Tengri is a syncretic faith; a Tengri nation can pick a secondary religion through the Religion screen. Without a secondary religion selected, the above bonuses apply; but selecting one will replace them with new ones associated with the selected religion. A religion is eligible for selection if the country either owns or borders a province of that religion. Changing secondary religion costs   50 Prestige and can be done once every 10 years.

Choosing a secondary religion will have the following effects:

  • The provinces that are Tengri and the secondary religion will be counted as the true faith for purposes of tolerance.
  • Neighbouring countries that are either Tengri or the secondary religion will see the country as having the same religion (Same Religion +25)
  • Countries that are not Tengri or the second religion will see the country as a different religion (Different Religion −10)

The available secondary religions and their bonuses are:

Christian religions

  •   +1 Possible advisors
  •   +1 Diplomatic reputation
  •   −2.5% Shock damage received
  •   −10% Idea cost
  •   −1 National unrest
  •   −10% Advisor cost
  •   +10 Global settler increase
  •   +1 Tolerance of the true faith
  •   +10% Defensiveness
  •   +10% Siege ability
  •   −10% Idea cost

Muslim religions

  •   +10% Trade efficiency
  •   +100% Chance of new heir
  •   +5% Morale of armies
  •   −10% Advisor cost
  •   −10% Advisor cost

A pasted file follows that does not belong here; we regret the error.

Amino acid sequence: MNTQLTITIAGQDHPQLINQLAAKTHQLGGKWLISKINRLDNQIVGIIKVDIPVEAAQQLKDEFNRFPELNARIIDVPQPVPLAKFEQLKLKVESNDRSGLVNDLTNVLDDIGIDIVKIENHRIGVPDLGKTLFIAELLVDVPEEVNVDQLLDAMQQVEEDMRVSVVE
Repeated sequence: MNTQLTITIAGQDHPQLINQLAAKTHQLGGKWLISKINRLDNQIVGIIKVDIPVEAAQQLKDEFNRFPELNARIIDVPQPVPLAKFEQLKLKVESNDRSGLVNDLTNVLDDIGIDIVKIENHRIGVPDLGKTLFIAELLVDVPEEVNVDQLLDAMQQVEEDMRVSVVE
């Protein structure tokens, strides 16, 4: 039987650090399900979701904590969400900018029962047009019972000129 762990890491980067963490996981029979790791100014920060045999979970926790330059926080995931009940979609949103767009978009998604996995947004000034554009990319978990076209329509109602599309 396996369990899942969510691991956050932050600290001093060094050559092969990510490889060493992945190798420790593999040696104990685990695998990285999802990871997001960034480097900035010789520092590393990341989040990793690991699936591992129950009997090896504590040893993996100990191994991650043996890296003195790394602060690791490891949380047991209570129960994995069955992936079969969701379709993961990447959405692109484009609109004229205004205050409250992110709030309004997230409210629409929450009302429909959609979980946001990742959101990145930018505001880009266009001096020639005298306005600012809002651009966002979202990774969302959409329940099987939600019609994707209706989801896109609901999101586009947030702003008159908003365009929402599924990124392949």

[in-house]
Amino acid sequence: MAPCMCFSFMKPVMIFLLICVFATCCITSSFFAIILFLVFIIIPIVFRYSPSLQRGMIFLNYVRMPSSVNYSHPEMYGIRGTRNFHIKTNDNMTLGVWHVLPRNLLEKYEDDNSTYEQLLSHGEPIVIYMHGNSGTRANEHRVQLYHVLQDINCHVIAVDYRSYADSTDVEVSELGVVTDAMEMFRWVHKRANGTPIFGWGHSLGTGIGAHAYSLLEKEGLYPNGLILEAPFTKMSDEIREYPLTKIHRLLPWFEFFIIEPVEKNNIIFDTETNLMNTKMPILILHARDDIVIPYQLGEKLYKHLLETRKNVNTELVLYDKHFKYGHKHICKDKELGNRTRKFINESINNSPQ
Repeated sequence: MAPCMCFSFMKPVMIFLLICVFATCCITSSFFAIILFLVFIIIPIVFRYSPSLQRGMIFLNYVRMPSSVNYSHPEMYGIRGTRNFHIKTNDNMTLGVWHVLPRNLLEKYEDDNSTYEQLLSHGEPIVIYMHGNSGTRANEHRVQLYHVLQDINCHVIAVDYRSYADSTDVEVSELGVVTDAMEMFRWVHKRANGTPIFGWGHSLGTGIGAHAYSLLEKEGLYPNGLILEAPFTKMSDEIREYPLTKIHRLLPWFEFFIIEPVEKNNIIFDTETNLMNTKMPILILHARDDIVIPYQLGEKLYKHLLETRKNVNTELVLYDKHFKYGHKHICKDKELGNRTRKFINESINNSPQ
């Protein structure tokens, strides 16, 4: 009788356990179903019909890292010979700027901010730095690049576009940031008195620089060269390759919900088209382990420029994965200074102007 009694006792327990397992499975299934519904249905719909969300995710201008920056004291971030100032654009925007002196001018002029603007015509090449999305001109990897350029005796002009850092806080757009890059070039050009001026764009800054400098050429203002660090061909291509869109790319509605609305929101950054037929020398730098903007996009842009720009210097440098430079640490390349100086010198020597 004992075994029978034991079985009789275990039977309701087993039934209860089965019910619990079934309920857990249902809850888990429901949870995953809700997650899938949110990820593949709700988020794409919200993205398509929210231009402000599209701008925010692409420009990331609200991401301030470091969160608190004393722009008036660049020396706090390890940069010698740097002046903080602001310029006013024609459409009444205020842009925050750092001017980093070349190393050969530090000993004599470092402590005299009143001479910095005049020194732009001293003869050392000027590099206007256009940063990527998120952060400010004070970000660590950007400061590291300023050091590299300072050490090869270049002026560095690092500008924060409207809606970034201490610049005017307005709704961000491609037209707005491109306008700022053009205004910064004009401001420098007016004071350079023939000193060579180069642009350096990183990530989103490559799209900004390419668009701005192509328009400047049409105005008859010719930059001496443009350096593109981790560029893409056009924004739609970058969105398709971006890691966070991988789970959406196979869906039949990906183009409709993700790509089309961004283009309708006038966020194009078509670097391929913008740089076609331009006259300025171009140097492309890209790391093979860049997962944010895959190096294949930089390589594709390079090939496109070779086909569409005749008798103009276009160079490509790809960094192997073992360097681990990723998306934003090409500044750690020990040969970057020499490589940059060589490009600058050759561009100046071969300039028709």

•   −10% Ship cost

Eastern religions

  •   −10% Development cost
  •   +1 Diplomats
  •   +1 Tolerance of the true faith
  •   +1 Yearly horde unity
  •   +10% National tax modifier
  •   +2 Tolerance of heathens
  •   −10% Stability cost modifier
  •   −10% Administrative technology cost
  •   −1 National unrest
  •   +5% Discipline

Dharmic religions

  •   +1 Tolerance of heretics
  •   +2 Tolerance of heathens
  •   −1 National unrest
  •   +5% Morale of armies

Pagan religions

  •   +2 Tolerance of the true faith
  •   +25% Looting speed
  •   +2 Tolerance of the true faith
  •   +25% Looting speed
  •   +2 Tolerance of the true faith
  •   +25% Looting speed
  •   +1 Tolerance of the true faith
  •   −0.05 Monthly autonomy change
  •   +20% Razing power gain
  •   +5% Morale of armies
  •   −10% Stability cost modifier
  •   +1 Possible advisors
  •   −10% Mercenary maintenance
  •   +20% Galley combat ability

Jewish religions

  •   −10% Advisor cost
  •   +1 Possible advisors

Zoroastrian religions

  •   +1 Merchants
  •   +1 Tolerance of the true faith

Note: If you use the Converter, you will be able to use other religions as your secondary one.

Mesoamerican and South American religionsEdit

(Without DLC these religions still exist, but have no unique mechanics.)

The Mayan, Inti and Nahuatl religions each have a mechanic to reach five religious reforms. When the last reform is passed and the country borders a province that is a core of a nation that has embraced   Feudalism (colonial nations included), it will be able to reform its religion, getting a technology boost (which brings it up to 80% of the neighboring nation’s technology level in each category) and gaining the permanent benefit of the religious reforms. Reforming the religion immediately grants all the   institutions that the bordering province had. You also adopt the government type of the neighbour, and become a   duchy.


Inti religion covers a wide range of disparate Andean faiths with many common features. Inti itself is the name of the sun god that the Inca empire promoted over all the other local Huacas.
In the game most of the Andes start out with the Inti religion.